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International man of guitar

Scott Bywater / Khmer Times No Comments Share:
The four faces of Pavel. Supplied

It’s oddly quite normal in Phnom Penh expat circles to have many nationalities, languages and musical influences contained in one musical entity. But rarely does it occur in one single individual. Pavel Ramirez, one of the hardest working musicians in town, has one of the more strange journeys that brought him to this city in the present day.

“I was born in Moscow,” says Pavel. “My parents were from Chile, they were studying at university there. They were left wing youth, and in the Cold War, anybody who was inclined to the left could study there for free, and they go back to their own country. In 1973 came the Pinochet coup, my parents escaped and we ended up in Bulgaria. When I was 15, my parents said, ‘okay, we are going to Sweden, 1986’. So I speak four languages: Swedish, English, Spanish and Bulgarian.”

Growing up in Bulgaria, behind the iron curtain, and then coming to the west just as MTV and hair metal were taking off, led to a bit of culture shock. “In Bulgaria there are not so many foreigners, and most of the Bulgarians look like me, so they never knew I was from somewhere else,” he explains.

“But when we came to Sweden people could see that we are not from there because we are dark and everybody is blonde, with blue eyes.”

Guitar came into his life in his last year in Bulgaria. He was inspired to learn by the arrival of a new girl in his school class – when she played guitar, everyone gathered around. “I want that too,” he says. “I told my father, ‘hey, can you teach me how to play guitar?’ He said, ‘okay, I will teach you the major chords, and I give one week, and if you can play them, I will teach you the minor chords’. After a half year I was better than him.”

Around the same time, Pavel stumbled across a cassette tape in his parents’ collection that was to have a massive influence on him.

“Wow, it’s The Beatles. My mum was saying, ‘oh, it’s been a long time since I listened to The Beatles’. And after two or three days, she was saying ‘turn that off!’ because I listened to it all the time. I remember I was playing a nylon stringed guitar, trying to pick out the solo for Drive My Car.” It wasn’t for everyone though: “Some guys in my class, they were listening to disco, dance music. And I said listen to this, and played them Hey Jude. They didn’t like it.”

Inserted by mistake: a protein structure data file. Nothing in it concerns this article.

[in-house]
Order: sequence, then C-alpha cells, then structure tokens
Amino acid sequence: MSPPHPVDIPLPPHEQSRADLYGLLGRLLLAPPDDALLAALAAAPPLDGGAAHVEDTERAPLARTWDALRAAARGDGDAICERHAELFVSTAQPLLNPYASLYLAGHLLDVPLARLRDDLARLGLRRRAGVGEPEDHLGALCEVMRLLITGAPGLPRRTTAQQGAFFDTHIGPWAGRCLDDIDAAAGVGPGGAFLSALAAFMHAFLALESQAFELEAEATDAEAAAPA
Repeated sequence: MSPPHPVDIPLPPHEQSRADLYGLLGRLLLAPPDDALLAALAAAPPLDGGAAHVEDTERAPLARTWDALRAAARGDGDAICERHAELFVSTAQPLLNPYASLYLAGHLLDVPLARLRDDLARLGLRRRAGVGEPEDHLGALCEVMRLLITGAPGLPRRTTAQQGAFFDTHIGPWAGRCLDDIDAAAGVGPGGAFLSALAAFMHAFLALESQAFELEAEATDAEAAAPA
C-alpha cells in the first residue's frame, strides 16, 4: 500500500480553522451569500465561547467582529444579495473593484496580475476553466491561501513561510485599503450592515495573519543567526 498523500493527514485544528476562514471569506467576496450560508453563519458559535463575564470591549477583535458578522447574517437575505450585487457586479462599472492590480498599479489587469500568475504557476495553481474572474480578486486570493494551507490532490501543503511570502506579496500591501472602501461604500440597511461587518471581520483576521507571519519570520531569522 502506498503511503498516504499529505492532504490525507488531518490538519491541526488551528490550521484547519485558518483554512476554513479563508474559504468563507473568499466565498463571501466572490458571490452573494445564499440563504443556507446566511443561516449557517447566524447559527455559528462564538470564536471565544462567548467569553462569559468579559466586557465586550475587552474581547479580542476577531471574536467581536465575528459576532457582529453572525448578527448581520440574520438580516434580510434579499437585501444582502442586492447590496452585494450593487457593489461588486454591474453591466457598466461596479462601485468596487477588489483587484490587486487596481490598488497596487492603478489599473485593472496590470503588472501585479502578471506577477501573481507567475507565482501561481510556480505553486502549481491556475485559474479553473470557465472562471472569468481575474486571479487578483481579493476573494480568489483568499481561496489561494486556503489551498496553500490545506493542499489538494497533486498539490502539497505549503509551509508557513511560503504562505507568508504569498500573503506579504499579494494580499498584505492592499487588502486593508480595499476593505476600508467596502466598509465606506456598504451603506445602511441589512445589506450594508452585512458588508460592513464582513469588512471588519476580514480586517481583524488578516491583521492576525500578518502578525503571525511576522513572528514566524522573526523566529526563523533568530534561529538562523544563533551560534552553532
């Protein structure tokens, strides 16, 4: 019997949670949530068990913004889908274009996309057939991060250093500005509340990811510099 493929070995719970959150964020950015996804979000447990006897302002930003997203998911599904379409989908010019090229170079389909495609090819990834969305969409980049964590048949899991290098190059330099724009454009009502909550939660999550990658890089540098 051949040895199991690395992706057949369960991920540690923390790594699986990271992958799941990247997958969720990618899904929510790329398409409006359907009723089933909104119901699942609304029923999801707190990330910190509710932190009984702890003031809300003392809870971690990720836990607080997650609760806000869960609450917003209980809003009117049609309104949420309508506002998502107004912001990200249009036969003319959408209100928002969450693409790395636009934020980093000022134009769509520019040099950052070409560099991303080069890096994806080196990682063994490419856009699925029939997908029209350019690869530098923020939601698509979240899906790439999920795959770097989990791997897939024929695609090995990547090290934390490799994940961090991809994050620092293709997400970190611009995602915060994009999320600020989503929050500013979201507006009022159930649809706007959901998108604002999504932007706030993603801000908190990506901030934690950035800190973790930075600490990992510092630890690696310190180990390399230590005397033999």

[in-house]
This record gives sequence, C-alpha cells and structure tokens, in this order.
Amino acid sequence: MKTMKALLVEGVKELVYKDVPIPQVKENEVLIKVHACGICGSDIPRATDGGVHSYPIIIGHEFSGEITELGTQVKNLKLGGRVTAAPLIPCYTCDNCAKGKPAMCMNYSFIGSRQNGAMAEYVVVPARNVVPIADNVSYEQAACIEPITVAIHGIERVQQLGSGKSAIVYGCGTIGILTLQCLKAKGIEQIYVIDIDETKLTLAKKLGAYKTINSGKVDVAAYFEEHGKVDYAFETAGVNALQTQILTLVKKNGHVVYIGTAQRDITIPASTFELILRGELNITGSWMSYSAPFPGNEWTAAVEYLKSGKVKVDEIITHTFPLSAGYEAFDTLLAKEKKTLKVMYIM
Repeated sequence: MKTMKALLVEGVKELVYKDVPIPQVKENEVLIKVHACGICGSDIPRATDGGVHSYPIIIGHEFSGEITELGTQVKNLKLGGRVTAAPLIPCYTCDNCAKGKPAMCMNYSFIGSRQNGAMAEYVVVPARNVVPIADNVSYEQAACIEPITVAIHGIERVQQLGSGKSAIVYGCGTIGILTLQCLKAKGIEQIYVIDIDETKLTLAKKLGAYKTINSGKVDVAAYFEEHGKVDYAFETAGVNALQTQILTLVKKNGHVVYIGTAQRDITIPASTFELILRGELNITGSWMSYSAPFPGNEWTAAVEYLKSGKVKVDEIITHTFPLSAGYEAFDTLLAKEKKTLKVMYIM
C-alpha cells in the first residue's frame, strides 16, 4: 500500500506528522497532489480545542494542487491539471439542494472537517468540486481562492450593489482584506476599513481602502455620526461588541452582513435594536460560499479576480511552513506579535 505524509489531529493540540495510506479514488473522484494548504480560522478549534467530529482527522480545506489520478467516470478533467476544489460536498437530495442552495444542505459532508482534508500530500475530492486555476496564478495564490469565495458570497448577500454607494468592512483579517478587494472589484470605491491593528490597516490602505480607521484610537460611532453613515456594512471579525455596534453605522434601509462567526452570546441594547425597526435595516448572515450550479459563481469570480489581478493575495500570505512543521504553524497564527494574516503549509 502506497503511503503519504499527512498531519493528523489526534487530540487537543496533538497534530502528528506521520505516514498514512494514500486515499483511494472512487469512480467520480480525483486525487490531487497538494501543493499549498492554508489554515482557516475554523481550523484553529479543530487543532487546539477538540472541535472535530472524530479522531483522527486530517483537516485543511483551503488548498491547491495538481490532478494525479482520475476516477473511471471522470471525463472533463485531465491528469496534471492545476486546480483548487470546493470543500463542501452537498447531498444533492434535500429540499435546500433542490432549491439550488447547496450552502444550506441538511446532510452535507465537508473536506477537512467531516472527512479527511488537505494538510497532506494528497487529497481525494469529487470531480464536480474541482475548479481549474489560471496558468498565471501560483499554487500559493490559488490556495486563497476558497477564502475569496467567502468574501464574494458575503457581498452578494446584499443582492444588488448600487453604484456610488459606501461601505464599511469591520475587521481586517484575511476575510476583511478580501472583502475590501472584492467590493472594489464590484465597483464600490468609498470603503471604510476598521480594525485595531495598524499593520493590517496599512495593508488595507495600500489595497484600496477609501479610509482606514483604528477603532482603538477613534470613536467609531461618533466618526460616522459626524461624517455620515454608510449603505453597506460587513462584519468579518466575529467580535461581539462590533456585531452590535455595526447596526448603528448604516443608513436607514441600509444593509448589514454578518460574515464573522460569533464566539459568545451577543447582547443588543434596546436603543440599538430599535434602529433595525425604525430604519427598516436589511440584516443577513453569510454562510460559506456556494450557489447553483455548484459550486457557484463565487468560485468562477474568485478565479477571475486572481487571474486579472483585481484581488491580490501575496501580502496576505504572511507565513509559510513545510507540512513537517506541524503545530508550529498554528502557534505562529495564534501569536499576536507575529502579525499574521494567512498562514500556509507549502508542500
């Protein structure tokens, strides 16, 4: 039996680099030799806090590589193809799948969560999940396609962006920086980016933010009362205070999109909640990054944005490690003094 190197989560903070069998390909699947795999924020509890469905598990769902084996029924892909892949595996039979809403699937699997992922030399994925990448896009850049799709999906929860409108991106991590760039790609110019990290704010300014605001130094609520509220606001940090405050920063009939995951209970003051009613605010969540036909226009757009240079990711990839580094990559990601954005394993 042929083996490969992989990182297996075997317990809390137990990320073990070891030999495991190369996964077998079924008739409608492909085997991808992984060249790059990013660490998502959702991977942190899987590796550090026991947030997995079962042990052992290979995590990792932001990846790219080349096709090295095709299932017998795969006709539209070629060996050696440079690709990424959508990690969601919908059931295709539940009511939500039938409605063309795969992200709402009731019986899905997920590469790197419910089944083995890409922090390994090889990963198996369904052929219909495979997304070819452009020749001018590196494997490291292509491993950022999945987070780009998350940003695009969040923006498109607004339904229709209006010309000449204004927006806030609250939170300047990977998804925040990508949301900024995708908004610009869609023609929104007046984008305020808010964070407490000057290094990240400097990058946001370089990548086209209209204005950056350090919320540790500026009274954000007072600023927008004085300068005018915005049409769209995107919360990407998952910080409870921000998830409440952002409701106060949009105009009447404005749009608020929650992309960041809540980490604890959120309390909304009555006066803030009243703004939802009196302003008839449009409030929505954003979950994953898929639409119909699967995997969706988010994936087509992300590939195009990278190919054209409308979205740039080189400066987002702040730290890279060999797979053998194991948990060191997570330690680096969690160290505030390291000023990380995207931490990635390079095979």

Once in Sweden, he was able to connect more with his South American roots, and make music connections. “There were communities of people that escaped from different countries. Mostly left wing people. So they had their meetings for their political parties, and all their children are around there… ‘hey, do you want to play in a band with me?’ So we were three or four teenagers that were trying to play some pop music.”

“When we played for the first time, I was so nervous, I couldn’t look up. And the time came to make the solo and there was a train passing by – I was, like, phew! Where I really learned music was when I went to a private school. I was in a music class, all instrumentalists. And the second year I was the only guitar player.”

After school, music work was hard to find, and eventually he found himself doing a web programming course. At the end of the course, there was the chance for some students to go to teach programming in Chiang Mai, Thailand, and he leapt at it, thinking he could at last go to Japan, a place he had longed to visit. “I was thinking I’m going to Thailand, stay six months, I’m going to save my money and then go to Japan. But then I met a girl.”

For many years he bounced between Thailand and Sweden, gradually spending more and more time in Chiang Mai as a musician, until work permit restrictions forced him to leave, and he wound up in Phnom Penh in 2015.

“I didn’t want to come here, because they told me Cambodia is ten years behind Thailand.” On the suggestion of a French friend, he changed his habit of making visa runs to Laos and he wound up playing gypsy jazz gigs for a month at places like Sharky Bar and Paddy Rice, and slowly embedded himself in the musical landscape. Over time he has diversified somewhat both as a bandleader and guitar-slinger-for-hire: he’s played in such bands as The Ten Tipz, Bacano, Blues Routes, Moi Tiet, the Mekong Messengers, and the Fender Benders, as well as doing solo work and hosting open mics.

“My favourite is zargz band, when I played with Shuhei [Murakami, bass player, formerly of Sharky Bar and co-founder of Good Times Bar, now returned to Japan] and Kuzey [Ekren, drummer, now on Koh Rong], our Tuesday night residency at Oscar’s on the Corner. My perfect band is a three piece where everybody can sing, or at least do harmonies.”

Pavel can be heard this week performing his original work solo at Farm to Table on Friday from 6:30pm, with the Scoddy Acoustic Quartet on Saturday at Oscar’s on the Corner from 10pm, at Hops on Sunday from 7pm, and a jam at Bona’s Pub on Tuesday from 10pm.

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